No Clue feels like a juggling act gone slightly wrong. The film's intent is clear and admirable but there's an undeniable sense that it struggles to keep all its balls in the air. It wants to be a mystery with noirish undertones. It wants to be a subtle comedy except for when it goes for broad laughs. It also wants to be a star vehicle for Brent Butt, a mainstay of the Canadian TV Comedy scene. It wants to be a lot of things but unfortunately its desires exceed its means.
Leo Falloon (Brent Butt) makes his living as a specialty advertising salesman (novelty pens, banners etc.) but all that changes when Kyra (Amy Smart) walks into his office with her tale of woe. She mistakes Leo for the private detective whose office is down the hall and Leo doesn't bother correcting her. She tells him all about her missing brother and how she's concerned for his well-being. Since Leo doesn't have anything going on at the time and thinks Kyra is awfully pretty, he agrees to help her with the investigation.
Pretty soon Leo is in over his head as his investigation enters the cutthroat world of video game design. Kyra's brother worked for two different companies led by cagey and inscrutable men (David Cubitt and Garwin Sanford). To get anything out of them, Leo's going to have to be crafty and resourceful. This means assuming identities, dodging enforcers (Dan Payne) and thinking on his feet like a real fake detective. Along the way he'll lean on his pal Ernie (David Koechner) for all sorts of help and the occasional sardonic comment.
It's easy to see how much Brent Butt has invested in this movie as its writer and star. After earning his stripes on the small screen, he has written himself a leading role in a feature film in the hopes that his success will carry over. Perhaps I'm working at a disadvantage since I'm not familiar with his TV work, but based on this film alone it certainly feels to me like his transition is a rocky one. He has a number of good ideas but by throwing them all at the screen (with the assistance of director Carl Bessai), the resulting film is tonally shaky at best.
The comedic elements veer from subtle and witty to something that wouldn't feel out of place in a Naked Gun movie. Individually a number of the gags are funny (the overwrought narration springs to mind) but taken as a whole they just don't come together. They also have the unfortunate side-effect of undercutting the central mystery which is surprisingly clever enough to have worked on its own (the bit about the unusual matchbox is a nice clue). A sharper focus would have produced a tighter film but what we have here is a much looser affair getting by on its sporadically dopey charm.
Helping the film along are its central performances. Amy Smart is excellent as the femme fatale who is keeping our hero on a need to know basis. She has the right blend of vulnerability and mystique to make her character feel believable. David Koechner is fine as Leo's pal but given the fact that so many of their scenes take place in a vacuum away from the rest of the film's cast, they feel tacked on (perhaps to up the comedy quotient).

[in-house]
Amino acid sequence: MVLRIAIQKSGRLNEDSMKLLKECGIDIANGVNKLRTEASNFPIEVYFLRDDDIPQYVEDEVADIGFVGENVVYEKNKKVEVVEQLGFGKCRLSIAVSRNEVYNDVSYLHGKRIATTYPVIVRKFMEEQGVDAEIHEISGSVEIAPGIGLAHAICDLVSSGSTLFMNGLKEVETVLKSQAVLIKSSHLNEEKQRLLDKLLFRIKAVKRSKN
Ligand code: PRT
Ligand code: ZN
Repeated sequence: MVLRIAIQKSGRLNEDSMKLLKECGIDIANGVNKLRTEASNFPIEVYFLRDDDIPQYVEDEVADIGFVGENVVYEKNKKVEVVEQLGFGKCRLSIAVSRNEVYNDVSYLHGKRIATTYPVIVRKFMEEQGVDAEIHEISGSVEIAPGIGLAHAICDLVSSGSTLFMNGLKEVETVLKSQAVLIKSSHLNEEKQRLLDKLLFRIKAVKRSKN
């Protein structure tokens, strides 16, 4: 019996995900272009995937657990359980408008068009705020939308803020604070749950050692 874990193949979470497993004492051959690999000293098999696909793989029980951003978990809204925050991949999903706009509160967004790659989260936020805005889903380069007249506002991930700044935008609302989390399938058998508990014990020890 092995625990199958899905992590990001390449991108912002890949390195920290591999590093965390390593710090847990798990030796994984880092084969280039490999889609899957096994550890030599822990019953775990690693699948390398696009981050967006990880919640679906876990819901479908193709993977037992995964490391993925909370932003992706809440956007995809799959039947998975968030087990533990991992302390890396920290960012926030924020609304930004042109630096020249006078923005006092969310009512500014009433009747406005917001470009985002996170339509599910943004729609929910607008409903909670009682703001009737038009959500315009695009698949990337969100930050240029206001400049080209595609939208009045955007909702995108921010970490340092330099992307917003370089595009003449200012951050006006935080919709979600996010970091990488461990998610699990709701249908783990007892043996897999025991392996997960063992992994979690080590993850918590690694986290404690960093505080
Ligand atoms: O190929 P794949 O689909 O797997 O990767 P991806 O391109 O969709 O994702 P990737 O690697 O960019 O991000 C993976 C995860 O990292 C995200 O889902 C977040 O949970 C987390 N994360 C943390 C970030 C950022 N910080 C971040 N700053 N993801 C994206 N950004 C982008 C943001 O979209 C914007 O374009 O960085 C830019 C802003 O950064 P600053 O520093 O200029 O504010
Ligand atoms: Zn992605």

As the film's lead, Brent Butt is goofy and earnest and just a bit smarter than anyone else expects him to be. Since he is intimately familiar with the tone he is targeting, he is able to hold together a number of scenes that would have otherwise fallen flat. With that said, his wry low-key delivery occasionally works against him causing certain gags to miss their mark by a fair margin. It's the same schizophrenic motif that runs through the film. When it works, it's actually kind of fun. When it doesn't, it just seems confused.
The anamorphic widescreen image is presented in a 2.35:1 aspect ratio. Other than a touch of moiré in a couple of scenes, this is a fairly clean and sharp presentation. Shadow detail is decent and even flesh tones support the natural look of the film. The clever noir-themed animated opening credits also start the film off with a lot of visual panache.
The audio is presented in a 5.1 Dolby Digital Surround mix with optional English SDH subtitles. The film's score, courtesy of Schaun Tozer, is a nice blend of old school mystery and high-stakes spy shenanigans. It's energetic and fun and amply supported by the lively surround mix. Fortunately it doesn't drown out the dialogue which comes through loud and clear at all times.
There are two major extras. The first is a Behind the Scenes featurette (~11 min) that gives us plenty of cast and crew interviews intercut with footage from the film. There is much talk of giving Vancouver its due by setting the film in the city that it is actually being shot in. Brent Butt even discusses his desire to find humor in a dark murder mystery without turning it into a zany romp.
The other extra is an Audio Commentary with Brent Butt and director Carl Bessai. This is a low-key but chatty track with both participants carrying on a friendly conversation about the making of the film. They talk about tossing classic film cues into certain scenes and what kind of impact that had on the set design. They aren't above laughing at themselves with Butt mocking his own acting range and pointing out his joy at Bessai creatively framing out his bald spot in an early scene. As commentary tracks go, this one is fun but far from essential.
No Clue can't handle all the weight it is asked to carry. It struggles with being a mystery and a comedy and a vehicle for Brent Butt's talents. It partially succeeds at everything it sets out to do which means that it also partially doesn't. What could be a tightly plotted noir with situational comedic elements ends up being a pleasant (but forgettable) exercise in throwing everything at a wall and seeing what sticks. Rent It.